Joan Ned-Sthran alleges in her suit that Methodist Hospitals of Dallas, MedHealth, Methodist Transplant Physicians, Physician Associates of Southwest Dallas, Timothy M. Meeks, and John F. Lacy breached their fiduciary duties under Sections 404, 405, and 406 of the Employee Retirement Income Security Act (ERISA) by engaging in self-dealing and prohibited transactions that resulted in excessive charges for health services and caused losses to the self-funded health plan and its participants.
Ned-Sthran further alleges that her employer artificially increased required contributions to the Methodist Employee Group Health Plan and charged participants amounts in excess of those allowed by the Consolidated Omnibus Budget Reconciliation Act (COBRA), effectively denying participants their COBRA rights.
In denying the request for class certification, U.S. District Judge Ed Kinkeade said the need to conduct individualized inquiries on issues of liability and injury – in addition to individual damages – creates a situation in which every issue prior to damages is not common. Kinkeade added that determining the injuries of participants would require individualized examinations of their employment, contributions to and participation in the plan, and extensive damages calculations for each participant.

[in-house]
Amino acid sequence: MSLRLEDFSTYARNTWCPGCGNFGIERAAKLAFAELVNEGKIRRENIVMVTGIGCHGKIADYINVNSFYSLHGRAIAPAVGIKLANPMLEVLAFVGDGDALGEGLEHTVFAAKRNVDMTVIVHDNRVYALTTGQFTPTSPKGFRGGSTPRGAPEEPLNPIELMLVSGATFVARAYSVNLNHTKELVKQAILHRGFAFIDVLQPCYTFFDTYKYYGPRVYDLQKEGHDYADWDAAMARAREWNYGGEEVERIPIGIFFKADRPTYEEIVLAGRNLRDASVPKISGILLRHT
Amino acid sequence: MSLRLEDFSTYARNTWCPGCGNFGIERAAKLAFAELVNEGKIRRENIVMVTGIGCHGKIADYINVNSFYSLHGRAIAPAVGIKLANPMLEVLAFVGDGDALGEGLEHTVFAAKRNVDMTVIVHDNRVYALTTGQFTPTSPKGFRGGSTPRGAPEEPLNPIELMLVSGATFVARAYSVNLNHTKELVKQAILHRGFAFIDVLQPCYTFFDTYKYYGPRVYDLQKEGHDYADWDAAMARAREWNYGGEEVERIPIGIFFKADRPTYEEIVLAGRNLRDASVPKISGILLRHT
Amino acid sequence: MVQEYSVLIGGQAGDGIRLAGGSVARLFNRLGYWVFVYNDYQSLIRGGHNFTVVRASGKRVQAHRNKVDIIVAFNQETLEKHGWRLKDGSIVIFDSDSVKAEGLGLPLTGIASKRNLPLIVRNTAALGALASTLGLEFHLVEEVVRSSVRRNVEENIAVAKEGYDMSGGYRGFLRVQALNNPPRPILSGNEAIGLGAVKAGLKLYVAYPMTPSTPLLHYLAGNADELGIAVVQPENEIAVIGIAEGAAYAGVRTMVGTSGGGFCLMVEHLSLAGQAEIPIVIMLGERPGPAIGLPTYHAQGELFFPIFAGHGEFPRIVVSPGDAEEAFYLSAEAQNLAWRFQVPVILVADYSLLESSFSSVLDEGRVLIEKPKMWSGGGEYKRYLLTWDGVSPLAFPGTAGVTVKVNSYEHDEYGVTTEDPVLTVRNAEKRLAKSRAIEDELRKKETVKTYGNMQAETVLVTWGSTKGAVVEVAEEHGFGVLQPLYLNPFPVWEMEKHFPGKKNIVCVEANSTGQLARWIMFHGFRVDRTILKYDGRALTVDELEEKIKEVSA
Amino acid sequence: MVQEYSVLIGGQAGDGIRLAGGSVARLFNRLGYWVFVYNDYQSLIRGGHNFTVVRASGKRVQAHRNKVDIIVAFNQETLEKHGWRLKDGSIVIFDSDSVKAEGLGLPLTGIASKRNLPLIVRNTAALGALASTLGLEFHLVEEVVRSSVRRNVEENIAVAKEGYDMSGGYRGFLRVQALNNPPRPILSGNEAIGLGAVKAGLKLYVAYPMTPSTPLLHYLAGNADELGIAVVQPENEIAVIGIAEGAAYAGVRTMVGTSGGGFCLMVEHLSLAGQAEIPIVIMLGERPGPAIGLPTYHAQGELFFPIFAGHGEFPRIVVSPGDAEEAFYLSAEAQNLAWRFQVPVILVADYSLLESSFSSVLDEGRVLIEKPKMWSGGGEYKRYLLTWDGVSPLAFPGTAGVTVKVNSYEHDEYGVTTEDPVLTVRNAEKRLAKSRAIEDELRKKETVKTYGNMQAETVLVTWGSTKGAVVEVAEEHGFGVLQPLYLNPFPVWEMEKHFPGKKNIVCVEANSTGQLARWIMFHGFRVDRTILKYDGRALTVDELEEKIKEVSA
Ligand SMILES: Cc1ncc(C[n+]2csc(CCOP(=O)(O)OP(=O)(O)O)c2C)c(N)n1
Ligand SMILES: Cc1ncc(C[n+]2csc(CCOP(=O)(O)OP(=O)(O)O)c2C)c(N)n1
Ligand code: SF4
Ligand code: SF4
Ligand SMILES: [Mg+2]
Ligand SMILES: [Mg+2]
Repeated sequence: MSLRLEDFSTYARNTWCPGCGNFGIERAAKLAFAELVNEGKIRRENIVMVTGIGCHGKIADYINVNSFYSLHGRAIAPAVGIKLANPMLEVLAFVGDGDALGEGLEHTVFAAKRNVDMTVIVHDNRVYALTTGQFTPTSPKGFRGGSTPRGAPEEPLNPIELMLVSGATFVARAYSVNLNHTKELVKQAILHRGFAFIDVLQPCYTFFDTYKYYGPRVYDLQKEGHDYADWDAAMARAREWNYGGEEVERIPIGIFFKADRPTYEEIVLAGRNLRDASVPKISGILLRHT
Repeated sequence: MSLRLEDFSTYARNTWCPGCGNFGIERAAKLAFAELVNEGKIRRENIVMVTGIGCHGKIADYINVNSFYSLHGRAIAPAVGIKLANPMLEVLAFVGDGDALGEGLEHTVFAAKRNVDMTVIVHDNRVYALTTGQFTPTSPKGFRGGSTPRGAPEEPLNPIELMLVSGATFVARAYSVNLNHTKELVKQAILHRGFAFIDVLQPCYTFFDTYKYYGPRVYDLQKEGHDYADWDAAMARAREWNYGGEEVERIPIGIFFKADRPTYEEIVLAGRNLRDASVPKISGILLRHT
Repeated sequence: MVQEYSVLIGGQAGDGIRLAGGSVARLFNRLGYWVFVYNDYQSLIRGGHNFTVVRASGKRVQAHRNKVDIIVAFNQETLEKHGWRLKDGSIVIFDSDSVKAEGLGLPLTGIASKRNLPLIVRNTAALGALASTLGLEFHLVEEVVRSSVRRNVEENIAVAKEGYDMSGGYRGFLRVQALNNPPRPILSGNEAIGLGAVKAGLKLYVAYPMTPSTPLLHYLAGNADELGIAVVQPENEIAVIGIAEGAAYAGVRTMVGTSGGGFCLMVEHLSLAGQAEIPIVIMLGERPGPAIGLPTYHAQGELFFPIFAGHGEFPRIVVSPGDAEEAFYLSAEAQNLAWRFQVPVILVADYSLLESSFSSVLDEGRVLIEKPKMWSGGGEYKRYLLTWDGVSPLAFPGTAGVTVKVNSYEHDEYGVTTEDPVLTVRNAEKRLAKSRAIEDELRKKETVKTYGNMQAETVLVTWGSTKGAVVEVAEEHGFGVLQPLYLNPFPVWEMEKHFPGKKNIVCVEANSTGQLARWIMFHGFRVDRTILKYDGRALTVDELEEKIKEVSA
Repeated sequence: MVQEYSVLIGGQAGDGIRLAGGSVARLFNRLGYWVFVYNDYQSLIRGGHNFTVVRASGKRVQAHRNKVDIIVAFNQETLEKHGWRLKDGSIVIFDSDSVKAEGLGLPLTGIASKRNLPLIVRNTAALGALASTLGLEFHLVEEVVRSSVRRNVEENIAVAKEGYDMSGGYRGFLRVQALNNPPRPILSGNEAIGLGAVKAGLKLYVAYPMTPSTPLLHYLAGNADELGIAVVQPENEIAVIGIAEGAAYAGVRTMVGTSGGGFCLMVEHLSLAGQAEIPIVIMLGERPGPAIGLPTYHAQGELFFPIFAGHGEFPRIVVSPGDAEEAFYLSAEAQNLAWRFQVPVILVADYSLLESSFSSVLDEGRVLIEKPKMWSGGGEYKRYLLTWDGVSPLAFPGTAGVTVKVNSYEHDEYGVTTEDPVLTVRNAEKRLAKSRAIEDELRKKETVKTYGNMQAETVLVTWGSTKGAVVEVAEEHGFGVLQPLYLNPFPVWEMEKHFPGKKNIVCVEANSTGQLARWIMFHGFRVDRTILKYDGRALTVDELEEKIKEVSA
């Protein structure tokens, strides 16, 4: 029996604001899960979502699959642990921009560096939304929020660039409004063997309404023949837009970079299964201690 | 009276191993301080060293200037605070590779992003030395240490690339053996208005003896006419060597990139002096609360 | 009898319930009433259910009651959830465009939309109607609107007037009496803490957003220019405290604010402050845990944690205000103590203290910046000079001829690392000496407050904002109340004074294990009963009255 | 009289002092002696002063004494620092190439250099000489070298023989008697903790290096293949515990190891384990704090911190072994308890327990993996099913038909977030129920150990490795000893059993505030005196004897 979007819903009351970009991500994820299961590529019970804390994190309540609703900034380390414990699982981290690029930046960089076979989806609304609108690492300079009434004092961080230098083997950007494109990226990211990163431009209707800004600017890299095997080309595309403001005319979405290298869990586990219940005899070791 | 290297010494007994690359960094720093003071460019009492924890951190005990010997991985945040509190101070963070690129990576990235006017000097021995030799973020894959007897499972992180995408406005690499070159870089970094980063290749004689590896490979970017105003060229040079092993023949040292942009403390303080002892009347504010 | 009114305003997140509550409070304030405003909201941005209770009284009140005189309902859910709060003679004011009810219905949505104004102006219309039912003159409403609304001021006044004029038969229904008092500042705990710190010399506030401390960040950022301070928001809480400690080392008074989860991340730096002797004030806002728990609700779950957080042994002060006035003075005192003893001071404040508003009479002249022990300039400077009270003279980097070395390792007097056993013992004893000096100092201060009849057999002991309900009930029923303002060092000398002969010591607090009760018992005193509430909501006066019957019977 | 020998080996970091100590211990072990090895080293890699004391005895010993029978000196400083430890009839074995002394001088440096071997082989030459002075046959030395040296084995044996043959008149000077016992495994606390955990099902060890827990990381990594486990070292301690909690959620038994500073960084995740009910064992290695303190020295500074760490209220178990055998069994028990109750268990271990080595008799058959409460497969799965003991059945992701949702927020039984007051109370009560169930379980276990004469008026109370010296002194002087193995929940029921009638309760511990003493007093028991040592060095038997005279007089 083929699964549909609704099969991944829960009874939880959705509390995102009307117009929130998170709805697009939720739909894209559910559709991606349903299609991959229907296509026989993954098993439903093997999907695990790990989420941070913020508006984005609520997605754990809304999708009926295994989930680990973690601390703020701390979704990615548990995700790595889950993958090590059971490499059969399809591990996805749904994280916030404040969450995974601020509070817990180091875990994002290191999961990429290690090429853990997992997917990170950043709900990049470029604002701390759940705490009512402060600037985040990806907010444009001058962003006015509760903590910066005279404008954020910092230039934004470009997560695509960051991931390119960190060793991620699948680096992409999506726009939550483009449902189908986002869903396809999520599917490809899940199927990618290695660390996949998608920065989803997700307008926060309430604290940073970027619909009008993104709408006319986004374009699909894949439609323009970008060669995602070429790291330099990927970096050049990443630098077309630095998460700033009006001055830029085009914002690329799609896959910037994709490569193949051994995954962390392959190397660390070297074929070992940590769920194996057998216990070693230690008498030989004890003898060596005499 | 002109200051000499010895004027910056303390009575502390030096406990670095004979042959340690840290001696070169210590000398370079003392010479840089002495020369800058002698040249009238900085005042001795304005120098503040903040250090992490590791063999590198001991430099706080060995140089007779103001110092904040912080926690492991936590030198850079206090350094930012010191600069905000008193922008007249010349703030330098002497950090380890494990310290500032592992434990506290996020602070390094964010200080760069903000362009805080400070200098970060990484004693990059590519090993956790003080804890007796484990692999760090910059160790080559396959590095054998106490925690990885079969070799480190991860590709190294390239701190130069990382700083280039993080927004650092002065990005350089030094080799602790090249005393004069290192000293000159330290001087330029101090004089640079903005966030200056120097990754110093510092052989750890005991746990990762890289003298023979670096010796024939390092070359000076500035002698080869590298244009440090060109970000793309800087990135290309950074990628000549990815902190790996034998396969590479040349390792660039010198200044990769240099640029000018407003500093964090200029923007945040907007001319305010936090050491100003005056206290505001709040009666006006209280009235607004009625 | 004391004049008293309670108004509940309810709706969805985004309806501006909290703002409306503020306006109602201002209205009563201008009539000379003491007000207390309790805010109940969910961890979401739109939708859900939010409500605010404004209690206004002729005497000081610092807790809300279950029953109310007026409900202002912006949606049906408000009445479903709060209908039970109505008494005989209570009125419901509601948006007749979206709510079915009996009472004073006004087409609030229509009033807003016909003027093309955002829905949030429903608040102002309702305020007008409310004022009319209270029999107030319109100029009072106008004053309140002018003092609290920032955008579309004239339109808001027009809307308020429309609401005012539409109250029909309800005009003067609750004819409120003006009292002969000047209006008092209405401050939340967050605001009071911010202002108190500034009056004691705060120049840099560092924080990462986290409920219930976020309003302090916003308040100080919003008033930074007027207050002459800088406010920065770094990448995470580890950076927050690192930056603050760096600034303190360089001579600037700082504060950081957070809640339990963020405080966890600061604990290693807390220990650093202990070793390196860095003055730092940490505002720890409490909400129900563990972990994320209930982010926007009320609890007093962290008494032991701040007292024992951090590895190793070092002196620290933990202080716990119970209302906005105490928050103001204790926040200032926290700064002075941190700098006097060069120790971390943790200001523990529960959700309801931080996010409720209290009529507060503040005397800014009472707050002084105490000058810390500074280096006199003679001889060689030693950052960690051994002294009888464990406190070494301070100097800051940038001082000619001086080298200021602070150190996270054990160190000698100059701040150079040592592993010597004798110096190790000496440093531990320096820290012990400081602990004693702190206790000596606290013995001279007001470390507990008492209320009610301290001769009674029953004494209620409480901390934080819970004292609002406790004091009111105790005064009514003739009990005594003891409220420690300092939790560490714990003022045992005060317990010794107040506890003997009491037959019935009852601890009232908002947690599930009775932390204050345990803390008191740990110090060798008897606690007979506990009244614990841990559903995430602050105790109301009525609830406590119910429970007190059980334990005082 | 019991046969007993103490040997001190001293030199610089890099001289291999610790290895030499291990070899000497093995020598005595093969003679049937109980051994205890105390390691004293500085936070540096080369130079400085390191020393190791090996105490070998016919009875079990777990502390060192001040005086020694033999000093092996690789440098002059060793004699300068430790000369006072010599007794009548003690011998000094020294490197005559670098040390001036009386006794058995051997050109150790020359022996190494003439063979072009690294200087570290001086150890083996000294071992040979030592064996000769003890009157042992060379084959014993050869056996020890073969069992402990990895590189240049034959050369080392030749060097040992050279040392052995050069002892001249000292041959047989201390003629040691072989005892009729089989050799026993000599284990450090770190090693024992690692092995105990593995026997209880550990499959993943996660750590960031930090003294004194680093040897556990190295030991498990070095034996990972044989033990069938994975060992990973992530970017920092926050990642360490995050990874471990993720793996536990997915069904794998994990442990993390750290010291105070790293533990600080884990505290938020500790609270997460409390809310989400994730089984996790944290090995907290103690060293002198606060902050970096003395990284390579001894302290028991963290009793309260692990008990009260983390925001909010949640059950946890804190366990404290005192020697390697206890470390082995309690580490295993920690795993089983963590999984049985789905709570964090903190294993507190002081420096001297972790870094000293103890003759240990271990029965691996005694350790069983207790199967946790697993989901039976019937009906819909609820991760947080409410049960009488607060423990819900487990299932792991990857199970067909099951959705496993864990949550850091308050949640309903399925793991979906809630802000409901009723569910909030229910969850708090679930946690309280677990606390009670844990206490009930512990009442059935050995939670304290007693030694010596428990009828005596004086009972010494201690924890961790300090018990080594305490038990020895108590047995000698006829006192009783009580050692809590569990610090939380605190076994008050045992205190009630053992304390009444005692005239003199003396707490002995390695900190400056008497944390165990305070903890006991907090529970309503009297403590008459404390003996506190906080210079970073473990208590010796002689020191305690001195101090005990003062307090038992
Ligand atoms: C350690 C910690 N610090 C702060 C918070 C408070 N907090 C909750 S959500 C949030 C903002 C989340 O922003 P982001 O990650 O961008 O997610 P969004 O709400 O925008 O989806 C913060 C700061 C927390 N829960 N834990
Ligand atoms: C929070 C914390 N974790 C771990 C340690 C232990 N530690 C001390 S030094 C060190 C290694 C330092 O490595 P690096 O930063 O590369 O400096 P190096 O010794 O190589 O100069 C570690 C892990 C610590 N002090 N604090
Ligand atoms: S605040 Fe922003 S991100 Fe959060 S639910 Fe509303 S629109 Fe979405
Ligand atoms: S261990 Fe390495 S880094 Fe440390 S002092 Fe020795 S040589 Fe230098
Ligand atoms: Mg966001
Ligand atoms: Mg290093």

“[For monetary damages, there is no formula to be applied to the whole, and indeed, each putative class member’s damages could be very different. Many participants in the Plan could gain nothing,” the opinion said.
In addition, Kinkeade noted that Ned-Sthran requests significant, specific injunctive relief to restructure the entire plan, which would affect participants in different ways, and “could be procedurally unfair to those participants who are satisfied with the Plan as presently structured.”
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